It’s no surprise, therefore, that builders expect a strong 2012.
Jobs data is improving, mortgage rates remain low, and housing momentum is building. For home buyers in Greenville , however, it may spell higher home prices ahead. Big demand and small supply creates scarcity and scarcity correlates to rising prices.
If you’re shopping new homes, the best “deal” may be the one you find today.
Foreclosure filings are fewer these days, according to foreclosure-tracking firm RealtyTrac.
In December 2011, the number of foreclosure filings nationwide fell 9 percent from the month prior. Not since November 2007 has foreclosure activity been this sparse across the country.
The drop does not appear to be seasonal, either.
Last month’s foreclosure filings were down 20 percent from December 2010 with “foreclosure filing” defined to include any one of the following foreclosure-related events : (1) The serving of a default notice, (2) A scheduled home auction, or (3) A bank repossession. As a result of a unexpectedly strong year-end, 2011′s annual foreclosure rate was the lowest in 4 years.
One reason why the year may have closed so strongly is that Nevada, California, Michigan and Arizona — four states typically associated with high rates of foreclosures — each posted big drops in foreclosure filings between November and December, plus double-digit drops between December 2010 and December 2011.
In fact, among the country’s top 10 states for foreclosure activity, nine showed an annual foreclosure filing reduction.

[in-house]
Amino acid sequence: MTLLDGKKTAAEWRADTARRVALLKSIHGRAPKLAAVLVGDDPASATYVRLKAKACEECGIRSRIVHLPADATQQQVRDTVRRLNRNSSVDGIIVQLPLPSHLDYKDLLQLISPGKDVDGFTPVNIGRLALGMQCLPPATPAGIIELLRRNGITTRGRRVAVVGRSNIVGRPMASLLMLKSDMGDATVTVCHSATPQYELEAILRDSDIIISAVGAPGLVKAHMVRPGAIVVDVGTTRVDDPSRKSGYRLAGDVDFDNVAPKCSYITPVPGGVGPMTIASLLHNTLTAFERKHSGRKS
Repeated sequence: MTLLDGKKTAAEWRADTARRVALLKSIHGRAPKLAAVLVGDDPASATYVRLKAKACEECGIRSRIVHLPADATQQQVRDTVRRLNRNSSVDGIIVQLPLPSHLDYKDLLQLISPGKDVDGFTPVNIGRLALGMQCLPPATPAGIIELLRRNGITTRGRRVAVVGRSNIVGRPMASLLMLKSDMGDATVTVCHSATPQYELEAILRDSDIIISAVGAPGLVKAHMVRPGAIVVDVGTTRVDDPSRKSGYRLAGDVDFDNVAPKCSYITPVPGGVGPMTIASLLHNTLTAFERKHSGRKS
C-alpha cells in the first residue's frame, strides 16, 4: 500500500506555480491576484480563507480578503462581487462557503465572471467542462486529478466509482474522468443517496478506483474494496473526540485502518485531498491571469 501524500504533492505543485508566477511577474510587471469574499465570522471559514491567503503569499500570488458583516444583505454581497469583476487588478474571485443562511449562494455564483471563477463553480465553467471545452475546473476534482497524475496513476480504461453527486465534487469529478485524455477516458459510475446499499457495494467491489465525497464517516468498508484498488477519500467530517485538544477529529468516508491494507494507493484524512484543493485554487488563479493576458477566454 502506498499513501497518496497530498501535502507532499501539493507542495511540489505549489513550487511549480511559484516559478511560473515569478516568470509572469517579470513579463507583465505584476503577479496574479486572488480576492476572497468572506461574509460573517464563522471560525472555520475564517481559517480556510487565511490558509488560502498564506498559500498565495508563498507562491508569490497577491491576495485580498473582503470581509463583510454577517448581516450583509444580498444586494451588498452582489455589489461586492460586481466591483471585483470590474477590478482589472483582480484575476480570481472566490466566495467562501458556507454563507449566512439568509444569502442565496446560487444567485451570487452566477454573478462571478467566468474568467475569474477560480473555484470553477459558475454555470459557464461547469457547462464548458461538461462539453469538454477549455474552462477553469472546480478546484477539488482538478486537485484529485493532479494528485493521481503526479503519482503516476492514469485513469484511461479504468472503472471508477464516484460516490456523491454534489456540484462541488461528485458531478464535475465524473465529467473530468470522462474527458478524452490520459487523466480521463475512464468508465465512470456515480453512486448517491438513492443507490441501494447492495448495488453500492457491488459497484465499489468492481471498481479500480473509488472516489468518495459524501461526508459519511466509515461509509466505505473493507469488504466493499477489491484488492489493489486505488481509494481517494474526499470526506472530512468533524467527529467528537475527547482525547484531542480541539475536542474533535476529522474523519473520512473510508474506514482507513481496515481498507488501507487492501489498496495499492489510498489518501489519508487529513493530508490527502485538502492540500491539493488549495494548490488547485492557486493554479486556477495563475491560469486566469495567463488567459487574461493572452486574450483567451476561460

Only Delaware worsened.
It’s also noteworthy that just 4 states accounted for half of last month’s total foreclosure filings.
- California : 25.8 percent of all foreclosure filings
- Florida : 12.0 percent of all foreclosure filings
- Michigan : 6.4 percent of all foreclosure filings
- Illinois : 6.2 percent of all foreclosure filings
Foreclosures are heavily concentrated, in other words. By contrast, the last 1% of activity is spread across 14 states.
As a Simpsonville home buyer — first-timer or investor — foreclosures can be a great way to find value.
According to the National Association of REALTORS®, distressed homes typically sell at “deep discounts“ as compared to like, non-distressed homes. However, when you buy a foreclosure home from a bank, it’s different from buying a home from a “person”. Purchase contract negotiations are different and months may pass before your closing is approved.
If you’re buying foreclosure, therefore, seek the help of a professional real estate agent. Real estate agents have experience working in the process-heavy world of foreclosures and can help you come out ahead.